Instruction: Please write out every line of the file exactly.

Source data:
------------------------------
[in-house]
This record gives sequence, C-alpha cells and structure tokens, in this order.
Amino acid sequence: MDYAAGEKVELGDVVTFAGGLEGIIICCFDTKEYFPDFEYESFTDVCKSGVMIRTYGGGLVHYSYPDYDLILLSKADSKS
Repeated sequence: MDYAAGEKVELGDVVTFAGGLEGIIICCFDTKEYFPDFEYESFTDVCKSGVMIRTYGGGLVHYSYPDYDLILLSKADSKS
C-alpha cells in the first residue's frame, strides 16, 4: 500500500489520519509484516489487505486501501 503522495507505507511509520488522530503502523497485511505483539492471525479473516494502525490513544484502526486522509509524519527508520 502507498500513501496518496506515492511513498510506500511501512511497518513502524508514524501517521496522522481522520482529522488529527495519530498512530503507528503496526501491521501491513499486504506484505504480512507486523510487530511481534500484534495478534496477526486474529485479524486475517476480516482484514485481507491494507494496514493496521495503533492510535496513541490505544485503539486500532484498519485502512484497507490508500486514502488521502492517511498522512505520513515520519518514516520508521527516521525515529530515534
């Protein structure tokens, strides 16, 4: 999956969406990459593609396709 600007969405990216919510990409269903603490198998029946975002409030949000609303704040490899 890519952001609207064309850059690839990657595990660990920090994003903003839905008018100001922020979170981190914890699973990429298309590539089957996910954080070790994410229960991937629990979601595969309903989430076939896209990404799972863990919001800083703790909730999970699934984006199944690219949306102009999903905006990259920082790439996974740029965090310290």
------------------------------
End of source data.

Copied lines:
[in-house]
This record gives sequence, C-alpha cells and structure tokens, in this order.
Amino acid sequence: MDYAAGEKVELGDVVTFAGGLEGIIICCFDTKEYFPDFEYESFTDVCKSGVMIRTYGGGLVHYSYPDYDLILLSKADSKS
Repeated sequence: MDYAAGEKVELGDVVTFAGGLEGIIICCFDTKEYFPDFEYESFTDVCKSGVMIRTYGGGLVHYSYPDYDLILLSKADSKS
C-alpha cells in the first residue's frame, strides 16, 4: 500500500489520519509484516489487505486501501 503522495507505507511509520488522530503502523497485511505483539492471525479473516494502525490513544484502526486522509509524519527508520 502507498500513501496518496506515492511513498510506500511501512511497518513502524508514524501517521496522522481522520482529522488529527495519530498512530503507528503496526501491521501491513499486504506484505504480512507486523510487530511481534500484534495478534496477526486474529485479524486475517476480516482484514485481507491494507494496514493496521495503533492510535496513541490505544485503539486500532484498519485502512484497507490508500486514502488521502492517511498522512505520513515520519518514516520508521527516521525515529530515534
């Protein structure tokens, strides 16, 4: 999956969406990459593609396709 600007969405990216919510990409269903603490198998029946975002409030949000609303704040490899 890519952001609207064309850059690839990657595990660990920090994003903003839905008018100001922020979170981190914890699973990429298309590539089957996910954080070790994410229960991937629990979601595969309903989430076939896209990404799972863990919001800083703790909730999970699934984006199944690219949306102009999903905006990259920082790439996974740029965090310290």